A to Z of Autumn Health; We've Found 26 of the Best Tips to Keep You Feeling Good All the Waythrough to Spring

Western Mail (Cardiff, Wales), October 13, 2009 | Go to article overview

A to Z of Autumn Health; We've Found 26 of the Best Tips to Keep You Feeling Good All the Waythrough to Spring


Ais for allergies: Hayfever isn't just a summer phenomenon - seasonal allergies are just as likely in autumn. If your throat is itchy rather than sore, you sneeze a lot but don't cough much, and the mucus is clear when you blow your nose, you're better off shopping for antihistamines than cold remedies.

Bis for bacteria: American scientists researching the number of bacteria present on a group of 51 college students identified 4,742 species of bacteria overall, and when you think about all the door handles, computer keyboards and handrails we all touch every day that's not surprising. Tackle the problem by carrying a bottle of hand sanitiser in your bag, and using it periodically through the day, particularly before you eat.

C is for cleaning: Don't wait for spring to have a good clear out. You'll spend more time indoors as the weather gets worse, so creating a calm environment is important if you want to keep stress levels down. It'll also give you a chance to have a thorough clean, reducing germs and therefore your chances of getting ill.

Dis for drinking: With the nights starting earlier, it's easier to reach for a glass of wine sooner than you usually do, which could raise your alcohol consumption. And yet gloomy, dull autumn days are just the time to avoid excess alcohol, which acts as a depressant and can lower the immune system.

Eis for exercise: It may be the last thing you feel like doing as the days start to grow colder and shorter, and the weather makes outdoor options like jogging and tennis less desirable, but autumn is just the time when exercise is most important. Not only will it keep you fit, but the endorphins released will help tackle the dreaded winter blues or Seasonal Affective Disorder.

Fis for friends: Believe it or not, seeing your friends is good for your health. Recent studies have shown that not engaging with other people - which can be tempting when hibernation mode sets in - can pose health risks similar to high blood pressure, obesity and smoking.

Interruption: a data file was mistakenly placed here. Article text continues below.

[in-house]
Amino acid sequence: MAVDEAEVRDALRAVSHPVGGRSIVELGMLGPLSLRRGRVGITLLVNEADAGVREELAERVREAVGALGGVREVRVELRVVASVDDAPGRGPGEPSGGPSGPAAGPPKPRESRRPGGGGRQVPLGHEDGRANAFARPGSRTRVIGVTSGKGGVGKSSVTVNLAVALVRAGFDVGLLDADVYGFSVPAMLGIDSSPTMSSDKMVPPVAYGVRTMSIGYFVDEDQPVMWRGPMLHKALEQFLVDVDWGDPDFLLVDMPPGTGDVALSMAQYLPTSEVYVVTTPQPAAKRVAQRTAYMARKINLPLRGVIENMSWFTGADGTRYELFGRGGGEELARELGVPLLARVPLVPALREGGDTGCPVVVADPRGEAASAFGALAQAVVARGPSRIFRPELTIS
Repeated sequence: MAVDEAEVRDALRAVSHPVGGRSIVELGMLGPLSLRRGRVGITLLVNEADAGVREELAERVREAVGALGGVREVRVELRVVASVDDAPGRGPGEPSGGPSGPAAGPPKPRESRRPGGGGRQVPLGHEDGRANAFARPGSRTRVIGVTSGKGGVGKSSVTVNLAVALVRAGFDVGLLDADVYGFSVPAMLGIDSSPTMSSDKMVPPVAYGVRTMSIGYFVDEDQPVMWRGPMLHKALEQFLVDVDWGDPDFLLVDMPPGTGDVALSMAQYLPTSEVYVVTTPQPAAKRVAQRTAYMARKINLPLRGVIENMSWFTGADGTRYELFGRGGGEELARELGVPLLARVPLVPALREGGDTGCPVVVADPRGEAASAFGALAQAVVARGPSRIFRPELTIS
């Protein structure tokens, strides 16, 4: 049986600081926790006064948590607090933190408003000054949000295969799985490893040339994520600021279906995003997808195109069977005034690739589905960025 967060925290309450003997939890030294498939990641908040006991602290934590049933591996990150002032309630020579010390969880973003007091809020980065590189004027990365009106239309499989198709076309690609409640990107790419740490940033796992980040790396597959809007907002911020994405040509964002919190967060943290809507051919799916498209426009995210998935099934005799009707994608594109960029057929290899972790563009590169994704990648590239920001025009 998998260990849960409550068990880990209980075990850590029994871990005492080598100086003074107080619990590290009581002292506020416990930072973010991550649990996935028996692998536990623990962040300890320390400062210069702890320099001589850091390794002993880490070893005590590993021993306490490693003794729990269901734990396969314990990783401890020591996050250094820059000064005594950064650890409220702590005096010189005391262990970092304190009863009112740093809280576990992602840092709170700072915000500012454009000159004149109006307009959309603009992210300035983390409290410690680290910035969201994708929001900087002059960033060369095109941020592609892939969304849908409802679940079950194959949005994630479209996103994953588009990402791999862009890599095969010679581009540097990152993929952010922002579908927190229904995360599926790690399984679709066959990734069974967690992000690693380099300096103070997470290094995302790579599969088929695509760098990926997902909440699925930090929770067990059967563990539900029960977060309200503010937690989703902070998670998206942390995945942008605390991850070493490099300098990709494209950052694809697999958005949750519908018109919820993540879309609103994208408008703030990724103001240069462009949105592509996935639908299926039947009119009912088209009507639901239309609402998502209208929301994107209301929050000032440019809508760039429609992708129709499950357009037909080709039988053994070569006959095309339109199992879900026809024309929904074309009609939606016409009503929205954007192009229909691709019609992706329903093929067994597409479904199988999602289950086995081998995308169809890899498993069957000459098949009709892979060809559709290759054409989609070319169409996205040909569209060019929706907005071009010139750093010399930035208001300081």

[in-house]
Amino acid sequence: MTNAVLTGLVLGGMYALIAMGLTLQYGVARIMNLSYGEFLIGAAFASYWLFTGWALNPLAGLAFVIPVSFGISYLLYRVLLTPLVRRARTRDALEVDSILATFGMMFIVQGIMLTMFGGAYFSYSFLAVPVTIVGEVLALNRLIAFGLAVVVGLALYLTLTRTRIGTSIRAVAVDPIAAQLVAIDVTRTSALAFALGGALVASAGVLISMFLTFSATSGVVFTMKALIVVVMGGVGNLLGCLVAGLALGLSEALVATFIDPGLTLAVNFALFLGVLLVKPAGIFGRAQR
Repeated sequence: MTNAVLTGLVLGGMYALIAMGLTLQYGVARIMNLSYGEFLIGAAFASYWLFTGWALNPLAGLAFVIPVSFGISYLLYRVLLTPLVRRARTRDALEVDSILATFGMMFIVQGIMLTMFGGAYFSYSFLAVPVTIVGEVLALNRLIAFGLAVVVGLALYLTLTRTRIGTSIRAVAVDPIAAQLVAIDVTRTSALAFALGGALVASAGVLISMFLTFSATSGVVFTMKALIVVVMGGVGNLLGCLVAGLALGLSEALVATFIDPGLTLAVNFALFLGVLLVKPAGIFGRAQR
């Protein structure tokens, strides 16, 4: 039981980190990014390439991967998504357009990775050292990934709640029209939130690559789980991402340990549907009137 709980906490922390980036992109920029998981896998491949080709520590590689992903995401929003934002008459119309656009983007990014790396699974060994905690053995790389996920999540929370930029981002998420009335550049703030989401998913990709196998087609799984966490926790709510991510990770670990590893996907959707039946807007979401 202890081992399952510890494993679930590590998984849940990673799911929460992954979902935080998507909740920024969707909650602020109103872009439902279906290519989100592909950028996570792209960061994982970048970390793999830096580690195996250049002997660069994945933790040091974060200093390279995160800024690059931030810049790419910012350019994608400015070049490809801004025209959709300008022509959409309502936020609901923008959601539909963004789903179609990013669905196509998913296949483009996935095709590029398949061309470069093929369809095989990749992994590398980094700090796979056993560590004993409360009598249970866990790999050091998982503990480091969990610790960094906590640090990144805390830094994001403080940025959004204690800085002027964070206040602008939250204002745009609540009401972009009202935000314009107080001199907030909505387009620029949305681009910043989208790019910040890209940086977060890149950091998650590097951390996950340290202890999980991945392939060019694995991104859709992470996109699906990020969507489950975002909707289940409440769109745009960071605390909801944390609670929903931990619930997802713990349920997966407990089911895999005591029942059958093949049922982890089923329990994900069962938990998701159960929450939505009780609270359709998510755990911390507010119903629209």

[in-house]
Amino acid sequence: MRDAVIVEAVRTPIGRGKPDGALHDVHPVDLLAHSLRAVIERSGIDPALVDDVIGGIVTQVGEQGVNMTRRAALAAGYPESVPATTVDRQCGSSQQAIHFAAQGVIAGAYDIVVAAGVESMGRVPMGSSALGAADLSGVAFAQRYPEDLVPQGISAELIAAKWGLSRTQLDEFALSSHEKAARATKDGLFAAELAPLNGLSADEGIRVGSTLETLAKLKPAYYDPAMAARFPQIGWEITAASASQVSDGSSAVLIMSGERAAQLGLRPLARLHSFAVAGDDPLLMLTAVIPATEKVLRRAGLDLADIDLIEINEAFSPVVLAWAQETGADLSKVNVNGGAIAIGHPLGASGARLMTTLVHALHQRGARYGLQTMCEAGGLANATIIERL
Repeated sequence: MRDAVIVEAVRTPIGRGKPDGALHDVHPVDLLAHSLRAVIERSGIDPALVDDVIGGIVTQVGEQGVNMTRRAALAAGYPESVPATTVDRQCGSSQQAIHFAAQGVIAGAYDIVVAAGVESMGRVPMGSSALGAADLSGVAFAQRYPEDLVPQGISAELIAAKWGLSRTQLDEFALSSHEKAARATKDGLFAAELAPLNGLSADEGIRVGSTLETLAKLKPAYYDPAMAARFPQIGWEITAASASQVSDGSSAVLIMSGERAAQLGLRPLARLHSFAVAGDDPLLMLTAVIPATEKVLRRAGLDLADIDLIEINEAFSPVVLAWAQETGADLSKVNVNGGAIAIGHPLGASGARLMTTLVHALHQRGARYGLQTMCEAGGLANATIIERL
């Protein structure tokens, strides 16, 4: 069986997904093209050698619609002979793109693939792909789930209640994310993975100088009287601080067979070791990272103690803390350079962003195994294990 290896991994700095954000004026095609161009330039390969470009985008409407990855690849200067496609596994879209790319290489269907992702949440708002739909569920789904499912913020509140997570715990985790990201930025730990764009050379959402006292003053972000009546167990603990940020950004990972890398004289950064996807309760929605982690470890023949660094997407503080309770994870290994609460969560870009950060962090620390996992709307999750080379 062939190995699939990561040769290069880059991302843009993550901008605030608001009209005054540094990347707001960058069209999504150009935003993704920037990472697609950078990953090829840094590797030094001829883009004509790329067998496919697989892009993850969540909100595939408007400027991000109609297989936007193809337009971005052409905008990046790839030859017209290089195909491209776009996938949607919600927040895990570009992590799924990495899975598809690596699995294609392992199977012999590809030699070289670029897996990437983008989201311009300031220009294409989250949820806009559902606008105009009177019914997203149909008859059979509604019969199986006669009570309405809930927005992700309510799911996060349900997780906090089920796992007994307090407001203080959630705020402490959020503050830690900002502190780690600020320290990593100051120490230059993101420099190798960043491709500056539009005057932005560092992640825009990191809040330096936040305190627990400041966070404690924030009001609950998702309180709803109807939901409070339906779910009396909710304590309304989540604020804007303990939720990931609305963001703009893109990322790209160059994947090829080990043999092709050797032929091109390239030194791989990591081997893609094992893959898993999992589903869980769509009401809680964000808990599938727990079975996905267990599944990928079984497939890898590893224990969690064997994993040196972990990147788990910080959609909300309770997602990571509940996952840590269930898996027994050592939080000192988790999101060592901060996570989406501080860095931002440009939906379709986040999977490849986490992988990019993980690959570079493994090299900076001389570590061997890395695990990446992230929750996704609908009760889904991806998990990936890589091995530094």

Gis for garlic: Not only does garlic reduce cholesterol, lower blood pressure and aid blood flow, it's also been scientifically proven to reduce the risk of catching a cold by as much as 50%. To avoid nasty breath, eat parsley after garlic, and your breath should stay sweet.

His for health spa: Say the word "spa" and you tend to think pampering facials, but a spa break could be good for you too. Not only are there plenty of rejuvenating and detoxing treatments available, plus exercise classes and healthy diet plans, but because stress can lower the immunity, even the sheer act of relaxing is good for the health.

Iis for ice: When the first frosts start, the hospitals see a rise in the number of people coming in with broken bones. Avoid a nasty fall by choosing your footwear carefully. If you do have to totter about in heels, score the base of the shoe with a knife to improve grip - and walk slowly!

J is for jab: If you're over 65, suffer from asthma or other breathing problems, or simply have a weak immune system, then do yourself a favour - get the flu jab. Yes, it may make you feel a bit grotty for a couple of days, but that's nothing to how bad you're going to feel if you don't get it and do get struck down by the flu.

Kis for kit: Now's the time to get your medical kit stocked up, so when illness does strike you don't have to trek out to the shops to get what you need. Painkillers, fluid replacement sachets, cough syrup and decongestants are all autumn essentials - and a good supply of tissues of course.

Lis for light therapy: If you're really dreading the moment the clocks turn back, knowing that the darker it gets the more depressed you'll feel, you could have Seasonal Affective Disorder or SAD. This is actually easier to treat that you'd think, for example with light therapy, so book an appointment with your GP to discuss the options. …

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